Your employer of record’s biggest responsibility is acting as the local employer on paper for your employees in other countries. Your EOR shields your company from liability and compliance risks by employing workers legally on your behalf.

In addition, an employer of record handles the complicated HR work that accompanies hiring workers in other countries. Different places have different rules for things like how often employees should be paid, which currencies are allowed, how much paid time off employees must receive, and so on. Your employer of record manages all of these complexities on your behalf, so you can spend less time on administrative work and more time on growing your business.

Importantly, an EOR is not involved in the management of the employee’s tasks or performance. You work with employees employed through an EOR the same way you work with any of your other employees. The only difference between an employee in your office and an employee under an EOR in another country is in who handles the paperwork.

In payroll, an EOR manages the administration of employee pay in other countries. When you employ someone in another country through an EOR, you provide the funds, but your EOR handles the distribution of the employee’s salary, along with any necessary tax deductions, social security contributions, and retirement accounts.

Working with an EOR allows you to handle international payroll in compliance with the laws of countries beyond your own. With an EOR, you can hire workers in other countries without having to become an expert in the payroll laws and customs of those countries. You simply find the right person for the job, then let your EOR take care of the details.

When comparing employer of record services, you should consider the breadth of global HR solutions they offer — like payroll and benefits administration, onboarding, and local taxes — as well as the thoroughness of their local compliance.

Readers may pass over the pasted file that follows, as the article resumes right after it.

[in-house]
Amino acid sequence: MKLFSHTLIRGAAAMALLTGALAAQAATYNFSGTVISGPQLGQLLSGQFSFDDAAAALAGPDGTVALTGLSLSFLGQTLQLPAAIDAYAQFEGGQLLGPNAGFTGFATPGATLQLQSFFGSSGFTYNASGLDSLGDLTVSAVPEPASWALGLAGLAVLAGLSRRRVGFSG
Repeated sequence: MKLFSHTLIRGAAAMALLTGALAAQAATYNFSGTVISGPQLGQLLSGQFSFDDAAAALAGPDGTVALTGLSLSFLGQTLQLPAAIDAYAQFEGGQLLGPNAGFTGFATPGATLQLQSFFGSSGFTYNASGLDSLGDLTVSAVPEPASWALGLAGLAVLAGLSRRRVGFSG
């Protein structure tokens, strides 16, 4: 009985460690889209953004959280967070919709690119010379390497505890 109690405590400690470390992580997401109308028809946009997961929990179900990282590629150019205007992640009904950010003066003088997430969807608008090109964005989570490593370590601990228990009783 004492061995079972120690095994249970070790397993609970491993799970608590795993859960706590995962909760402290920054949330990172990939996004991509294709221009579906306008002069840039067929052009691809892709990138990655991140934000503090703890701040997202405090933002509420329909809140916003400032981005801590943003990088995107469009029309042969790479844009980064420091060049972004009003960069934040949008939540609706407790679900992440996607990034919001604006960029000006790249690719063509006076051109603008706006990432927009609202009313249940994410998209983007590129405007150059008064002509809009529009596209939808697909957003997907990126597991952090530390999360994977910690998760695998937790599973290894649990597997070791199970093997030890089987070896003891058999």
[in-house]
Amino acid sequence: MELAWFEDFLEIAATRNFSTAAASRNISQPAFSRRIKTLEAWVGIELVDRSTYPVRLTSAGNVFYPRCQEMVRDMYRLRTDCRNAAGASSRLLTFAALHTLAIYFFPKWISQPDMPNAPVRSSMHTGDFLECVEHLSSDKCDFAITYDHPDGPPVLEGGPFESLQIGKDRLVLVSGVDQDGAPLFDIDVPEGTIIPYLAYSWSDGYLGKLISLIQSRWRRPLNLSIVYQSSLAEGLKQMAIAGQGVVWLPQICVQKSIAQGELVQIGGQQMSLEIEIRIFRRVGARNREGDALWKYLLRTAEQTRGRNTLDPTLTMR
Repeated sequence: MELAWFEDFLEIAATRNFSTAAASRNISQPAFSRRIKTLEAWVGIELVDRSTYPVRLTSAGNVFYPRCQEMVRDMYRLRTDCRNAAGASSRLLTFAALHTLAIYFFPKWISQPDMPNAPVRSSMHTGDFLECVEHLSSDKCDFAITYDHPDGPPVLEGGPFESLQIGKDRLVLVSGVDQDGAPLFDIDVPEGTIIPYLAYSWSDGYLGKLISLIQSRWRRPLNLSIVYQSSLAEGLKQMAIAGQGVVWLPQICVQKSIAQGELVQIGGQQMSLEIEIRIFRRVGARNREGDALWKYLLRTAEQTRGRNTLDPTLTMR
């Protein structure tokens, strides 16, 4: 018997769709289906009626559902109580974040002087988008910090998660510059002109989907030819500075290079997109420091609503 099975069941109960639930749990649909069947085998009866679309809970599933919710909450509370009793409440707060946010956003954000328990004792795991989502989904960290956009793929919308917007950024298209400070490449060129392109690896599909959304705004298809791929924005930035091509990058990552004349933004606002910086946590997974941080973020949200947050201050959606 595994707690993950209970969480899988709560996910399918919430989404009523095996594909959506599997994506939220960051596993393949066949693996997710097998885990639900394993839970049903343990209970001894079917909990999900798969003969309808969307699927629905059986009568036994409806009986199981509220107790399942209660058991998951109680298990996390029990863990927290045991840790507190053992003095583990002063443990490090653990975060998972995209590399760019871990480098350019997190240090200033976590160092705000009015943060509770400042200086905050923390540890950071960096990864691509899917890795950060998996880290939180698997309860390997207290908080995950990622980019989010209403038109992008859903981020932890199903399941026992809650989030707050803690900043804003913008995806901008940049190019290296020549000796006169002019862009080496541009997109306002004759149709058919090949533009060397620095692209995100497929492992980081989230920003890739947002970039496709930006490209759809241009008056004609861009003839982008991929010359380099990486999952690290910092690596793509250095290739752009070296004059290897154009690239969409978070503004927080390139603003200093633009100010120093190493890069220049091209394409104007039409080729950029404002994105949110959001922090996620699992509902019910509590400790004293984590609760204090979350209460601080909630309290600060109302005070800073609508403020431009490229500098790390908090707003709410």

Only work with an EOR that owns its own local entity in the country where you want to hire. Otherwise, you may end up with your own workers employed by an unknown third party in a country where you have limited oversight or control over the quality of their experience.

In addition, your EOR should be able to provide exemplary protections for your intellectual property.

Without those protections, you could be drawn into uncomfortable situations and lengthy court battles related to ownership of your IP in different countries — a nightmare scenario for any business.

Here are a few questions you may want to ask:

An employer of record can perform a number of HR and legal functions, including:

  • Do you own an entity in this country, or do you outsource the employment and compliance to a third party?

  • How do you protect intellectual property and invention rights in this country?

  • Do you share employee data with any third parties?

  • Do you keep all employee documentation for employees in all countries in one easy-to-access hub?

Remote owns all our own entities, provides the strongest IP protections and data security in the industry, and offers best-in-class global employment software to meet your needs.

Yes, it is legal to hire employees in other countries through an EOR. Some EORs are more compliant than others, though.

Only EORs that own their own entities can guarantee the maximum level of compliance everywhere they operate. Before you begin working with an EOR, make sure your EOR owns a local entity and has sufficient knowledge to handle localized payroll, benefits, taxes, and compliance, as well as stock options, if you offer stock to your employees.

Still have more questions? Contact support.